Hanging around the margins on a typically pissed up Bells presso night – back in the early ’90s when surf mags had some currency – I had a shout-above-the-din conversation with a fella from Tracks we’ll call Northo.
Northo was aggrieved. Tim Baker had recently left his position as Tracks editor and relocated to Burleigh to edit Australia’s Surfing Life. ASL’s canny publisher Peter Morrison used similar strategies to lure Tim as he had to recruit myself as a designer eighteen months earlier: simply describing the view from the office – occupying the beachfront façade of the Old Burleigh Theater Arcade, looking directly into the eye of Burleigh Point. Before and after work surfs, lunchtime surfs, anytime surfs. Who could resist?
Northo’s demeanour was much like that of a jilted lover looking for reasons he and Tracks were better off without Baker, yelling in my ear, “Yeaahmate, fucken Tim. He just fucken writes about himself ay.”
Well, not really, Northo. Show me a surf mag editor / writer who never makes an appearance in their own reporting or narrative, and I’ll bare my arse in Bourke Street, as the saying goes.
Anyway, it may have taken three decades, but Northo’s spray turned out to be prescient as Timbo’s finally gotten around to really writing about himself.
Back in 2015, and out of nowhere, Tim was diagnosed with incurable, stage four prostate cancer. It had already spread beyond the prostate and metastasised in his femur and a rib. The prognosis was five years, give or take, depending on his response to treatment.
In the flurry of appointments, scans, tests and treatments that follow the diagnosis – as Tim and his amazing wife Kirsten are swiftly shunted in what Christopher Hitchens calls “firm deportation from the country of the well to land of the malady.” Tim’s not only knocked for six by existential dread and terror, he’s also struck by the stark deficiencies of a medical system he knows he’s lucky to access: From the outset, his overworked, seemingly indifferent oncologist immediately shuts down the possibility that anything other than chemotherapy and emasculating hormone treatment could influence Tim’s prognosis and quality of life – despite evidence that diet, exercise, meditation and alternative drugs can play a role.
Indeed, Tim finds himself in a desolate no-man’s land: with harsh, debilitating-but-life-prolonging treatments delivered via a fractured, overloaded network on one side, unsubstantiated snake-oil quackery at the other, far extreme. And so this book details Tim’s efforts, as both curious journo and desperate cancer patient, taking it upon himself to assemble the disparate jigsaw puzzle of what a truly integrated, wholistic, evidence-based, disciplined and humane approach to care, treatment and living could be.
In many ways, Tim was well prepared for this endeavor. As long as I’ve known him, he’s thrived at the intersection of contrasting approaches to life. The former front fella of noisy three-chord pub-rock band Captain Keg and The Frothies also attending ten-day silent meditation retreats; the bloke who’d track down Tom Curren for a one-question mag interview (“Is it ever OK to wee in the shower?”) would himself recycle his household gray water back into his vege garden twenty years before permaculture was a thing. In other words, Tim’s never let attachment to any one operating system blind him to the way differences can complement and harmonize.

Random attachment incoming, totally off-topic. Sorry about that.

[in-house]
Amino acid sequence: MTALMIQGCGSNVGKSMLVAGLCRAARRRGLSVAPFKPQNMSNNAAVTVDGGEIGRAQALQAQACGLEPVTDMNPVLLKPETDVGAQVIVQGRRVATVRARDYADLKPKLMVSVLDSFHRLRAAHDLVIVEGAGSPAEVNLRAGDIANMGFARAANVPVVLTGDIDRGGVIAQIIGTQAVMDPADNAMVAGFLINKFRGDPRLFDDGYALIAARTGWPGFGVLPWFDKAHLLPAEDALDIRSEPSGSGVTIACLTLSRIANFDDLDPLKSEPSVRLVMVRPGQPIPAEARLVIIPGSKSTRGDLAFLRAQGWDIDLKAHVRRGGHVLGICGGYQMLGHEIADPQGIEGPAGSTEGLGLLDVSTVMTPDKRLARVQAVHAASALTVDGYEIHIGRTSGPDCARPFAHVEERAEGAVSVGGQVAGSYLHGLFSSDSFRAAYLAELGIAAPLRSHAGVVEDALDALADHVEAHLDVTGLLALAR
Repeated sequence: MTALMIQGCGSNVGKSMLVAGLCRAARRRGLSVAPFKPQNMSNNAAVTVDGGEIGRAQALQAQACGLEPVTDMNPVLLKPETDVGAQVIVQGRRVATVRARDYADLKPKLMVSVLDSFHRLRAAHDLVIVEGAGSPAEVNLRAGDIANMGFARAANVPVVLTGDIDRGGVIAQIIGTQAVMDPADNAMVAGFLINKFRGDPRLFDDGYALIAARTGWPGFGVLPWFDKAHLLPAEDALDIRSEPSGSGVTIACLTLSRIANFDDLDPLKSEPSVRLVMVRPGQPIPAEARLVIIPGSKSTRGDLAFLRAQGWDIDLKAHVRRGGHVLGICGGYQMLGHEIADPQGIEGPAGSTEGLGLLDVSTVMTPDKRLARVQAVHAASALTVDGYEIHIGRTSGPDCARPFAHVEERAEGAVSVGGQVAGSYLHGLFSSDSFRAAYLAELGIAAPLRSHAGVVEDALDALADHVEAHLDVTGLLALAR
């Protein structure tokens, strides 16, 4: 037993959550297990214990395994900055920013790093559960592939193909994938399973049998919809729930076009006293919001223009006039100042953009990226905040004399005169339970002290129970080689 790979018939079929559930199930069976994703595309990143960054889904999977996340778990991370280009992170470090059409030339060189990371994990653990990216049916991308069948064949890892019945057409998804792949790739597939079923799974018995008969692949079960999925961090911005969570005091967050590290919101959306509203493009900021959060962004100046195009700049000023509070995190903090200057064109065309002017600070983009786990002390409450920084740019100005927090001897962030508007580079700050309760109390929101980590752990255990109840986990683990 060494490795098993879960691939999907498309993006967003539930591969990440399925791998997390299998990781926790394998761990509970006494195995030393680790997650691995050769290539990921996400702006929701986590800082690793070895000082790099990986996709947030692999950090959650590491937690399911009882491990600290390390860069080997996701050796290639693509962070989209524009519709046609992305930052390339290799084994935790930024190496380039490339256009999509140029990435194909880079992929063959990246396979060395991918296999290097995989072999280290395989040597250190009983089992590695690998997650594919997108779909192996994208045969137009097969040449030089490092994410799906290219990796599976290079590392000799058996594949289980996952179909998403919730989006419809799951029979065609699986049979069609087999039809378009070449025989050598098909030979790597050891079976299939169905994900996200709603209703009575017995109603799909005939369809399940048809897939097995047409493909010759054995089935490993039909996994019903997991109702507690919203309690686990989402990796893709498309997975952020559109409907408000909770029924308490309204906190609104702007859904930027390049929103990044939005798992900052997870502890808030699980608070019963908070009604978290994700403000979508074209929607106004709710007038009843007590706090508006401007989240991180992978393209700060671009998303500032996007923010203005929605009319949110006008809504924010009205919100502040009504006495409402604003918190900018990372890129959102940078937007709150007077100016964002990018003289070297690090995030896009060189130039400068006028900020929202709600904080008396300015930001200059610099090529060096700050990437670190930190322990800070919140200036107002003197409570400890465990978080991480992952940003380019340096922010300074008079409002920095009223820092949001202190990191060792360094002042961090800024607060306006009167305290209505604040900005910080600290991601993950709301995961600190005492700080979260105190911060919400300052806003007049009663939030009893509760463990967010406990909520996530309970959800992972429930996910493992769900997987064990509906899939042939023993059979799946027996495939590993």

Seven years since diagnosis, Tim’s in terrible health, but this book is not a triumphant “I beat cancer, you can too,” memoir. The honesty and detail with which he and his family’s suffering is described, the dark nights of the soul, the suicide ideation, it’s fricking harrowing. Not even at the conclusion of the book is there a sense of the journey being over, the battle won, no #fuckcancer dismissiveness. Learning to be at peace with the ever-present specter of an abridged mortality – being as OK as you can be with uncertainty, with no solid ground underfoot – is as much a victory as anything.
As a title, ‘Patting The Shark’ is an inspired metaphor: fight or flight are both useful instincts, but sometimes no amount of punching or paddling is going to help – the predator ain’t going away, so accepting its presence, being curious about it, allows you to understand it better so as to exist in its company. I’ve explained it poorly here, Tim does it far better.
Other than family, surfing is Tim’s true joy, and the salvation of surfing is deftly woven through the pages. It’s a mark of Tim’s skill that surfers won’t feel like the saltwater experience and meaning is dumbed-down, whilst non-surfers are given enough explanation to get clear snapshots of our extraordinary world. And speaking of extraordinary worlds, Tim researches and explores first-hand the clinical application of psychedelics and cannabinoids as part of the wholistic armory of treatment.
At some stage, many of us Swellnet readers will find ourselves stumbling out of a doc’s office, knocked for six by a confronting diagnosis. In which case, having read this book, will be of no small comfort and help.
But regardless of that eventuality – as surfers and mortals, with love and fear in our hearts – this is so very worth reading. I’m sure Northo would approve.
// GRA MURDOCH